• If you want Arizona to be the solar capital of the country and greater utility investments steered towards solar, water, and wind like Corporation Commission candidate Kiana Sears, then vote in November.
  • If you want the stench of Dark Money removed from the public arena as most of the Democratic local and state candidates want, then vote in November.
  • If you want public servants like this year’s Democratic candidates that listen to their constituents and show up to public forums and debates, then vote in November.
  • If you want all civil rights protected, including the right for women to choose and the newly recognized rights for members of the LGBTQ community, then vote this November.

All elections are important. The 2018 elections may be more so because if the forces of reaction, intolerance, and backwardness are allowed to prevail, it may be a long time before we recover.

Please Remember To Vote In November.

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Eric Kurland campaigns to be part of the Blue Wave in LD 23

LD 23 Democratic State House Nominee Eric Kurland

Arizona Legislative District 23, a district that includes parts or all of Scottsdale, Fountain Hills, Paradise Valley, and Rio Verde, has not seen a local Democratic Representative in recent memory. In fact, Republicans ran unopposed in the recent 2012 and 2014 elections. Democrat Tammy Caputi ran and gained about 26 percent in a three-way race with the two Republicans that did take both State House Seats in 2016.

Saying “It is time for a teacher,” Scottsdale Educator Eric Kurland seeks to build on Caputi’s performance and beat either incumbent Jay Lawrence (a reactionary conservative who looks like arch villian Stephano DeMira from Days of Our Lives) or Senator John Kavanagh (another reactionary conservative who is running for the House seat because he is term-limited from running again in the Senate.) Both Republican candidates have been accused by Mr. Kurland of being aloof and inattentive to the needs and concerns of their constituents while catering their votes to the needs of Dark Money (Koch Brother for example, interests).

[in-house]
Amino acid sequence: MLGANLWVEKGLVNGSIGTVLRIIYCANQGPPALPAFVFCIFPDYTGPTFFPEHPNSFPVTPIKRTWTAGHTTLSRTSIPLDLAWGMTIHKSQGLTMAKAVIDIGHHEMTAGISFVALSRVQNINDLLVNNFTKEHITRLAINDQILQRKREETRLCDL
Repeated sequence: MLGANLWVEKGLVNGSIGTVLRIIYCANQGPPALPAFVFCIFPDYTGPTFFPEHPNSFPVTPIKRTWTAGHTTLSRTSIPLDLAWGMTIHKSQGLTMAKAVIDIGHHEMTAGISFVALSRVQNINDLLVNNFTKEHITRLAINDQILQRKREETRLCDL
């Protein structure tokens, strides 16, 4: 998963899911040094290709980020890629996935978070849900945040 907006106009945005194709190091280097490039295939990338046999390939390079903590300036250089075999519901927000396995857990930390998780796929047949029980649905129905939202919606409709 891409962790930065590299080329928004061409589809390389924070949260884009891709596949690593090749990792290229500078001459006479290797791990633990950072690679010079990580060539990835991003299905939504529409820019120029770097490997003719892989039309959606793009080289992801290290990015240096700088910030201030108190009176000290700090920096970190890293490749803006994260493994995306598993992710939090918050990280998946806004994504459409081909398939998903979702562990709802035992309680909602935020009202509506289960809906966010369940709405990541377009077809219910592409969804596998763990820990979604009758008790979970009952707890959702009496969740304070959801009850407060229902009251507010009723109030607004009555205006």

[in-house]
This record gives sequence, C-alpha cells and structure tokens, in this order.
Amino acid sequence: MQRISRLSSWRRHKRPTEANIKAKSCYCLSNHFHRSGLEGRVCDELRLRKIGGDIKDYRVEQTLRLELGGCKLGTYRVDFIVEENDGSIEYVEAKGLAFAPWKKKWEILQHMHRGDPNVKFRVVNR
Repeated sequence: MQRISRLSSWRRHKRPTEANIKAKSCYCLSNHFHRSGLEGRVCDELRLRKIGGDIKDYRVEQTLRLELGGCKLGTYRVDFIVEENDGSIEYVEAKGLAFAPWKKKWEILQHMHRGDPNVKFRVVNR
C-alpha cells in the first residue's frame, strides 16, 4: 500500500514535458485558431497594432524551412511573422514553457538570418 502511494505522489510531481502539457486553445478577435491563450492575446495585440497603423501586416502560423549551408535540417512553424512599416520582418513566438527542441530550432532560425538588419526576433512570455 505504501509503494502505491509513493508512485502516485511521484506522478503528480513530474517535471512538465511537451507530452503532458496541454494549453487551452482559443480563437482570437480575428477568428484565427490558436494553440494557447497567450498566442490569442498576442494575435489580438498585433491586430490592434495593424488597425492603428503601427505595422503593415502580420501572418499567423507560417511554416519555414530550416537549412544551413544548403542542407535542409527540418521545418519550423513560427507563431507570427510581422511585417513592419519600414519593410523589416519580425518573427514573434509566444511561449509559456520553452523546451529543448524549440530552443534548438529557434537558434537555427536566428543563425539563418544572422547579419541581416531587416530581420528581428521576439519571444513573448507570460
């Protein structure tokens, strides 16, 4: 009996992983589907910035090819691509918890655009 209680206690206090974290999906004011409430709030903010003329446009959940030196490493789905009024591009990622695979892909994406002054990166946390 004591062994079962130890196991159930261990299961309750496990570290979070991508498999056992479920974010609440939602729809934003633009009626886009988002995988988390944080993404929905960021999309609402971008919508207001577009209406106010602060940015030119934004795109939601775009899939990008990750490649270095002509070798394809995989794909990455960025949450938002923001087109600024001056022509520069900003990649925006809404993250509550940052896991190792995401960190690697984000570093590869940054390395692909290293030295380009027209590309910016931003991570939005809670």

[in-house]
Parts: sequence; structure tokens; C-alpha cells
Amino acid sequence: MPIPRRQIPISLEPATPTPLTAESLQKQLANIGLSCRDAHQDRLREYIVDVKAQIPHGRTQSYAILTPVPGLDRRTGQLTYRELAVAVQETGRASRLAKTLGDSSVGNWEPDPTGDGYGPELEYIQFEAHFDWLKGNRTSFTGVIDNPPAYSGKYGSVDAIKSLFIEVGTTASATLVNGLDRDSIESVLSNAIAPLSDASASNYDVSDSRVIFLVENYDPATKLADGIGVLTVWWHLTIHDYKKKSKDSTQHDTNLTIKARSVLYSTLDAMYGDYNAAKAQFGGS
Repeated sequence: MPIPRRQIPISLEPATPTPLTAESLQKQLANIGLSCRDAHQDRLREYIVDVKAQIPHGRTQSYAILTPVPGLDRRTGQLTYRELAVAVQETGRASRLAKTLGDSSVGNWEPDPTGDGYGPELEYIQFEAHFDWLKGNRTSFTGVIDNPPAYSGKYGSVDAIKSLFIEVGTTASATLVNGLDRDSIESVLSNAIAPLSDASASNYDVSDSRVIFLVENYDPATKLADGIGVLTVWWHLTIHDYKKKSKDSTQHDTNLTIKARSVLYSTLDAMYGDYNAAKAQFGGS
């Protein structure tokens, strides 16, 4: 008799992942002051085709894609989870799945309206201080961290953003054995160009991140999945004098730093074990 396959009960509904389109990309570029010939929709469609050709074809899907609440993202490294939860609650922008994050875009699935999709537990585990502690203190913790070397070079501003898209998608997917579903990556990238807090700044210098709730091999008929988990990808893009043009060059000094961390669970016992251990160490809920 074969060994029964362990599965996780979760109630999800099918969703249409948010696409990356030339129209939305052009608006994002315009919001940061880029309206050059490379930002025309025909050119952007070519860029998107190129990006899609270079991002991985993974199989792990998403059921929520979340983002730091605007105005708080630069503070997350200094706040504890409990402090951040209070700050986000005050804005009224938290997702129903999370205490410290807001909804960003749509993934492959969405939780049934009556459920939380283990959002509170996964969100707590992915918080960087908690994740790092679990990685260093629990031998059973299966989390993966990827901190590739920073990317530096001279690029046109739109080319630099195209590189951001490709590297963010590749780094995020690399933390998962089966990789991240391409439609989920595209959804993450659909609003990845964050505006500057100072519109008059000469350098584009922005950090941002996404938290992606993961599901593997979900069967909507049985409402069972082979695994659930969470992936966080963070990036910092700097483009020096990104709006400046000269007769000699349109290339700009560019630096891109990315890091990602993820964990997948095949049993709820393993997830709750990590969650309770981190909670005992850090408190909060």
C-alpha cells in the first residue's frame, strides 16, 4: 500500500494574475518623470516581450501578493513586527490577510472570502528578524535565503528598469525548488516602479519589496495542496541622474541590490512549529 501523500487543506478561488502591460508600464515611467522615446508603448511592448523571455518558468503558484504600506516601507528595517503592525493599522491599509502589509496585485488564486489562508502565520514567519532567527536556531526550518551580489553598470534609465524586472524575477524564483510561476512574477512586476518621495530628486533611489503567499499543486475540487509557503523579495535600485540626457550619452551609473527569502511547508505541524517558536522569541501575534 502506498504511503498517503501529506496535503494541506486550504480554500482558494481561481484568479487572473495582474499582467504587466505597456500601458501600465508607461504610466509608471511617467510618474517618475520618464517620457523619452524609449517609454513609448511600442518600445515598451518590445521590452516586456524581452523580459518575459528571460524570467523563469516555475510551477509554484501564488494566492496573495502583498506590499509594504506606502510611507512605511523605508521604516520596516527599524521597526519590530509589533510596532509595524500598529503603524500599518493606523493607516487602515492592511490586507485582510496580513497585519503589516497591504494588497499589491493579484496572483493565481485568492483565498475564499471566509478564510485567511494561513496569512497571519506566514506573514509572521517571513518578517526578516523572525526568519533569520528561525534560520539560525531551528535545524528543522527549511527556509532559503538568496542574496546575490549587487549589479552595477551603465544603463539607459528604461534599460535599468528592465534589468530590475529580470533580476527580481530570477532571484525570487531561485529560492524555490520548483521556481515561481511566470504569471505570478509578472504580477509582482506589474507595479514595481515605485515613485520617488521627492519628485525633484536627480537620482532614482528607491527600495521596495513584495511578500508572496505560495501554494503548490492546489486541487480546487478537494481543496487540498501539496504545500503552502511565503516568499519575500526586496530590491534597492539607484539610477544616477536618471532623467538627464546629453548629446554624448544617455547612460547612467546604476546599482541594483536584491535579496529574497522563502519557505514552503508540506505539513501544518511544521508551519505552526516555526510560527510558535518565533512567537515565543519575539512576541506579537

Profiled earlier this summer (please see link below), Mr. Kurland described, at breakfast at the Scottsdale Restaurant “Randy’s” the current state of his campaign and where he sees his path to victory.

  • Please describe the three top issues the people want you to discuss the most when you meet with them.

Education-charter school oversight-people protective of taxpayer dollars It is not a partisan issue when elected officials take public tax dollars for your kids and line their pockets. People that are following the rules should be glad the light is shining on the bad actors. Education funding is also a top priority along with dirty money and the elected officials not serving the people that elected them. I want to Reform ballot initiative process so it is easier. Charters getting some $1500 extra dollars because they cannot go out for overrides can be fixed be establishing taxing districts where charters can get their votes just like all other charter schools. They (the legislature) stopped Cave Creek from converting to public schools (so they could get additional funding assistance) but let Eddie (Farnsworth) keep the rules that enabled him to cash out. All public schools need to play by the same rules. We need to have a level playing field. I am for school choice but we need a larger conversation about accountability and transparency. I am only in favor of vouchers for severe special needs kids.”